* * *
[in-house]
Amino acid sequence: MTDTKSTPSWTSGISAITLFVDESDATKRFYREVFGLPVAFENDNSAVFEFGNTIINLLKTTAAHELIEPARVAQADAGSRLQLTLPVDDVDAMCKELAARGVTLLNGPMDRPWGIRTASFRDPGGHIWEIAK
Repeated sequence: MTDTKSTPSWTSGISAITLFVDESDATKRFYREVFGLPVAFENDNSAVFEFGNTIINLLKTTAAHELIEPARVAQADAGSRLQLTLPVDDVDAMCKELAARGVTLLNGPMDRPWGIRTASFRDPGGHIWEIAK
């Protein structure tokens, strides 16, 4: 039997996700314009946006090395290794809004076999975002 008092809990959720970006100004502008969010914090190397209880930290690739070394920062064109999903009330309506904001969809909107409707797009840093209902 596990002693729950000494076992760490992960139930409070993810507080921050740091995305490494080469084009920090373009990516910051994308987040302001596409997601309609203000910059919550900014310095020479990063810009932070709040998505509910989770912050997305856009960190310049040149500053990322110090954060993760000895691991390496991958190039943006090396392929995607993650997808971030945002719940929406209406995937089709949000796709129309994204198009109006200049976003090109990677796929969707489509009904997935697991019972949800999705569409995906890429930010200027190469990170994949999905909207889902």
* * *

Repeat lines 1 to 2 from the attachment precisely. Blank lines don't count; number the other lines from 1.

[in-house]
Amino acid sequence: MTDTKSTPSWTSGISAITLFVDESDATKRFYREVFGLPVAFENDNSAVFEFGNTIINLLKTTAAHELIEPARVAQADAGSRLQLTLPVDDVDAMCKELAARGVTLLNGPMDRPWGIRTASFRDPGGHIWEIAK